Education Cabinet Secretary Nominee Ezekiel Machogu Must First Address Teachers Shortage If Approved
If Ezekiel Machogu receives parliamentary approval to become the new Education Cabinet Secretary, he will inherit a caseload rife with persistent and pesky obstacles.
His predecessor, Prof. George Magoha, must feel relieved from the load of the ministry’s continuous issues.
In its sixth year of implementation, the Competency-Based Curriculum (CBC) is still the topic of a heated discussion regarding its philosophy, implementation, examination, and transition processes, as well as the readiness of teachers to implement it.
Even though the Teachers Service Commission (TSC) trained hundreds of teachers on the new curriculum, the majority of them are still using the old method, 8-4-4, because of apathy or unwillingness to fully embrace the change.
Numerous parents who believe the system is excessively expensive, cumbersome, and unwelcoming to them and their children have adopted this attitude.
In other words, the government has not convinced the people that the system is superior and more effective than 8-4-4.
The fact that President William Ruto has vowed to organize a task force to study the system has given the perception that there is an opportunity to completely replace it with the 8-4-4 system or at the very least halt its implementation.
Mr. Machogu must first combat the negative public impression and distrust that have plagued the system before he can address infrastructure issues and interlocking systemic concerns.
The huge teacher shortages have negatively impacted the quality of teaching and learning.
In addition to the 10,000 teachers who leave the service annually as a result of natural attrition or resignations, TSC data indicates a deficit of almost 100,000 teachers.
In tandem with this is the 100% transition initiative from elementary school to secondary school.
While this initiative has resulted in nearly 90 percent transition in some places and nearly 100 percent transition in others, it has caused congestion and strain on school infrastructure, diminishing the joy of learning by transforming certain schools into prison camps.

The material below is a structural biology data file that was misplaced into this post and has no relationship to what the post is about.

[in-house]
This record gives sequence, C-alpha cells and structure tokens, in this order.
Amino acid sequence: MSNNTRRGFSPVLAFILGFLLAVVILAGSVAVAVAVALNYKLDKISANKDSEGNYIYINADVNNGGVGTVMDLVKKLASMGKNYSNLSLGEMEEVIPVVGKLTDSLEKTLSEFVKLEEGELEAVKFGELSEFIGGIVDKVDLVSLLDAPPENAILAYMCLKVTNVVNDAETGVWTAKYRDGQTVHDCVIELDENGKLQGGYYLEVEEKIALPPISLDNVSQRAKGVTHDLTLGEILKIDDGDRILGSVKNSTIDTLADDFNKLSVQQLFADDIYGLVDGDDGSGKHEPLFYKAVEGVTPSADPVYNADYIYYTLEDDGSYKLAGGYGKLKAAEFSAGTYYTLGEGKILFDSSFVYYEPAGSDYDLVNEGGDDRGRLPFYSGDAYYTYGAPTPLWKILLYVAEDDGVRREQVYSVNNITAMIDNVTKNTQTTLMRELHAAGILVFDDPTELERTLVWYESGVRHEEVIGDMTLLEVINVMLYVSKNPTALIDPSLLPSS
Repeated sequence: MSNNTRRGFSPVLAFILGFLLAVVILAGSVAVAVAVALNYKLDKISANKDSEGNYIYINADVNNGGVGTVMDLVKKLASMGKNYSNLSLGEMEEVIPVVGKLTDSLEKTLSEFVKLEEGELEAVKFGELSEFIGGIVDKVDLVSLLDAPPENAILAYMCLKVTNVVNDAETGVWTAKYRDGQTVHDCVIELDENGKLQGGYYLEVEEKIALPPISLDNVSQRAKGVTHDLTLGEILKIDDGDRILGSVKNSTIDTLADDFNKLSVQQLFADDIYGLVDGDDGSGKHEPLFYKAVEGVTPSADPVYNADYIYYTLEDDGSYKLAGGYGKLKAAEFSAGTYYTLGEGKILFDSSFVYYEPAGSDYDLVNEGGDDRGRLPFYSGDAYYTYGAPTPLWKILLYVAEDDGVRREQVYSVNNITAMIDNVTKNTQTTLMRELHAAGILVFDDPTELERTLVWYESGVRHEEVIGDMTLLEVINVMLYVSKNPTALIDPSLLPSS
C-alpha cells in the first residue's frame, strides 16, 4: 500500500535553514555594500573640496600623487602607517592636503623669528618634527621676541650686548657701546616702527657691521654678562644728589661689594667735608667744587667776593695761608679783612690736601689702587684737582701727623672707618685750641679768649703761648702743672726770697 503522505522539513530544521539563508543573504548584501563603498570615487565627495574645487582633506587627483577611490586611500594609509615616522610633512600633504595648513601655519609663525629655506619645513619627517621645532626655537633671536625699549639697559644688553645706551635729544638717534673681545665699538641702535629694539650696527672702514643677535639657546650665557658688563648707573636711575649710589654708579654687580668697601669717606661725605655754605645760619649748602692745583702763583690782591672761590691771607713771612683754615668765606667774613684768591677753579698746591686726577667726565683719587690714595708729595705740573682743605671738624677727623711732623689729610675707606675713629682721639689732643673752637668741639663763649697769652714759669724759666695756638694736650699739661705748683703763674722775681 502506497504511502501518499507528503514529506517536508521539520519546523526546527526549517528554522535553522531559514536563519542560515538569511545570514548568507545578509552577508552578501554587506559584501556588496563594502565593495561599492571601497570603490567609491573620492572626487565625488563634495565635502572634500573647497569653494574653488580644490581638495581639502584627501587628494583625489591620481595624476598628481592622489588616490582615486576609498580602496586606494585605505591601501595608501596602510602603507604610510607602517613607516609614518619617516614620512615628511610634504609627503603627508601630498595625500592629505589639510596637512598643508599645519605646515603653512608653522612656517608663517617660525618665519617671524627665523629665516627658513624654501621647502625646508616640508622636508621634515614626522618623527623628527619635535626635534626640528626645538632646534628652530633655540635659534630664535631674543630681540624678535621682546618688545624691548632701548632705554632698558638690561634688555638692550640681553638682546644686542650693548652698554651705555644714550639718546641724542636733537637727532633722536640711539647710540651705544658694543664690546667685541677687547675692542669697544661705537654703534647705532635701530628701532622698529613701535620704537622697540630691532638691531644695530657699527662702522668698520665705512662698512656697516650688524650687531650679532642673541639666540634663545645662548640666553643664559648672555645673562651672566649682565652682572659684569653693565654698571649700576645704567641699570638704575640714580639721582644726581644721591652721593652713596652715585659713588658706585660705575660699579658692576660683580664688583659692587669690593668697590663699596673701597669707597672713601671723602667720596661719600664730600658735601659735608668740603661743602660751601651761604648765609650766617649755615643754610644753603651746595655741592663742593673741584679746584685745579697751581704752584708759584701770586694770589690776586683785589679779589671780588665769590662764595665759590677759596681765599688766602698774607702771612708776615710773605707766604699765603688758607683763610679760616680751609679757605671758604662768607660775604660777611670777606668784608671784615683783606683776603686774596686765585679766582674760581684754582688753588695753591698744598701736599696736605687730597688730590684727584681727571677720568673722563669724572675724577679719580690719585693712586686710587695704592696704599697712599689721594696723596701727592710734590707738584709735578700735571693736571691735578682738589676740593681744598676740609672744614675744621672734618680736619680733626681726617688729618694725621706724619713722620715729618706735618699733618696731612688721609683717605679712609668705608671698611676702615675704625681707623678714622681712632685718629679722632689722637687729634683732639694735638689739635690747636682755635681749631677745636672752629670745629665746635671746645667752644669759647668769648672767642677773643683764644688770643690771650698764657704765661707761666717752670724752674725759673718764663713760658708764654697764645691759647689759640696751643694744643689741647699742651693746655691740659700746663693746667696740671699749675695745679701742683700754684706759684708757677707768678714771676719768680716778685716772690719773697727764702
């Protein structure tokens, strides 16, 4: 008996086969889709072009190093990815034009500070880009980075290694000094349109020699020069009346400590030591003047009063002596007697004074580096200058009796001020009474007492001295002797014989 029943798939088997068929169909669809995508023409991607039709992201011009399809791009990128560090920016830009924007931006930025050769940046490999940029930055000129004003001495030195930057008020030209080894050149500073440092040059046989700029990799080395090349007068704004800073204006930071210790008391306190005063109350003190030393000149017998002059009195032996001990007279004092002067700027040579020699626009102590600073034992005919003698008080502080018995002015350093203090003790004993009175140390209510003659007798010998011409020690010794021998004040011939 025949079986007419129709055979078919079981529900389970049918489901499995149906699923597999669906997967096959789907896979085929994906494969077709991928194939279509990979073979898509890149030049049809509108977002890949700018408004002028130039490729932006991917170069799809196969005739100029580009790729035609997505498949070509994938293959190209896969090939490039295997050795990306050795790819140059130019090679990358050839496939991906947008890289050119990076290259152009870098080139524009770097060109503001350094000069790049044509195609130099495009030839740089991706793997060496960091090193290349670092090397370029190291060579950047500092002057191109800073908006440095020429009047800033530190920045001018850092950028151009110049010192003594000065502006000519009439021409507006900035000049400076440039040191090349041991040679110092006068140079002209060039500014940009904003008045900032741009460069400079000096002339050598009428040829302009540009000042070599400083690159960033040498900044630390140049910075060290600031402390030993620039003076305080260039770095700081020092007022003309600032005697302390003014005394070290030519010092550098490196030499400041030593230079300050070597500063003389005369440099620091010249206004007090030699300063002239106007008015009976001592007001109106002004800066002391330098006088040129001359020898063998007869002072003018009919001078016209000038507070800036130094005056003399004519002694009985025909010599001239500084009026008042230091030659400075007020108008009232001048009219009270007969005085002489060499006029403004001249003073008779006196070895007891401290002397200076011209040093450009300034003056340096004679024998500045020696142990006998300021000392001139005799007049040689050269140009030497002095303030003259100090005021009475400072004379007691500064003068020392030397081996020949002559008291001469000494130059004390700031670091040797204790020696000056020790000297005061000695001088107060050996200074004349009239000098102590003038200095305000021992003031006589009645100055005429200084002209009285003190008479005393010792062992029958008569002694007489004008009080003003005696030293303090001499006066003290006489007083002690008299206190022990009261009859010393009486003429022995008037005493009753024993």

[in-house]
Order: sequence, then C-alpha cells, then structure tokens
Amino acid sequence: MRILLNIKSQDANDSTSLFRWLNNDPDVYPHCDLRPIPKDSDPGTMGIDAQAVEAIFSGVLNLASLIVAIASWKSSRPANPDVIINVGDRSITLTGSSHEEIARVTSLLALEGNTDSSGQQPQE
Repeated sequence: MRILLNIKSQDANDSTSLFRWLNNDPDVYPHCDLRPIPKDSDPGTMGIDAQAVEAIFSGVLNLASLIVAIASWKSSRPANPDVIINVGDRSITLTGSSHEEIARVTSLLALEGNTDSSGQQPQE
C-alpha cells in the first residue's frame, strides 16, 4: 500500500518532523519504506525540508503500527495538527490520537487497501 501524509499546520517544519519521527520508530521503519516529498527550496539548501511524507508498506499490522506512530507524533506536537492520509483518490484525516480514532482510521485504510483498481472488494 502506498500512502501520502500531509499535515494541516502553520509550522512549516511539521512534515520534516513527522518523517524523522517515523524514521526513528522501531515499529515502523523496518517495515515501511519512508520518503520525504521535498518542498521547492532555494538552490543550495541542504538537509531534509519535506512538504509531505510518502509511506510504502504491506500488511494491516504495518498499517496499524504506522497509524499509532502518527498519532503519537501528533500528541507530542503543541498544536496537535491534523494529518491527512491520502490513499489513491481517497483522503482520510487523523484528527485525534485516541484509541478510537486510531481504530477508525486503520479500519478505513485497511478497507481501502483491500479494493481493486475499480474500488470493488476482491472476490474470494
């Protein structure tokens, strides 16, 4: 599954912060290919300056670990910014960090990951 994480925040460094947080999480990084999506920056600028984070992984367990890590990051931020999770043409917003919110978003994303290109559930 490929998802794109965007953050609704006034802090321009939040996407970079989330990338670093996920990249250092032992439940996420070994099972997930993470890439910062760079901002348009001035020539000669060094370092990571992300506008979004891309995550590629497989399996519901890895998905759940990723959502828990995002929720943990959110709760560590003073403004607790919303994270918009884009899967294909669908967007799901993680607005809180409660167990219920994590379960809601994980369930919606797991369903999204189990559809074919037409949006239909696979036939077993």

While secondary schools have been scrambling to extend their facilities in preparation for next year’s double intake, when the first cohort of CBC students will enter secondary schools, the scenario is a potential time bomb.
Higher education likewise faces its own unique challenges.
While Technical and Vocational Education and Training (Tvet) colleges are gaining in popularity among Form Four graduates, the majority lack curricular guidance and are understaffed.
According to the most recent economic survey, the institutions, which include 11 national polytechnics, 933 vocational and technical colleges, and 1,247 vocational centers, enroll over 430,598 students, the bulk of whom are studying exclusively in technical programs.
Some universities are outfitted with brand-new equipment worth millions of shillings, yet most of it sits dormant due to trivial issues such as improper energy connections or a lack of skilled teachers to put it to use.
The institutions struggle with a tutor shortfall of over 5,000, lack a passionate and lively campus culture and lack secure housing for the majority of its students.
Most public universities are drowning in debt due to excessive reliance on shrinking government money and are unable to pay salaries on time or fulfill their statutory commitments.
In order to reduce expenditures, the World Bank requested a year ago that the government consolidate a number of organizations and eliminate a number of redundant courses.
There are approximately 102 public institutions and campuses in the country, which had a deficit of Sh6.2 billion last year and received approximately Sh70 billion in government funding.
The National Treasury has slashed financing for the institutions by nine percent (about Sh9.4 billion), leaving them grasping at straws.
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With such a large list of challenges, Mr. Machogu must take the plunge immediately and strike the ground running, since his legacy will ultimately be determined by his ability to turn around the fortunes of Kenya’s education sector.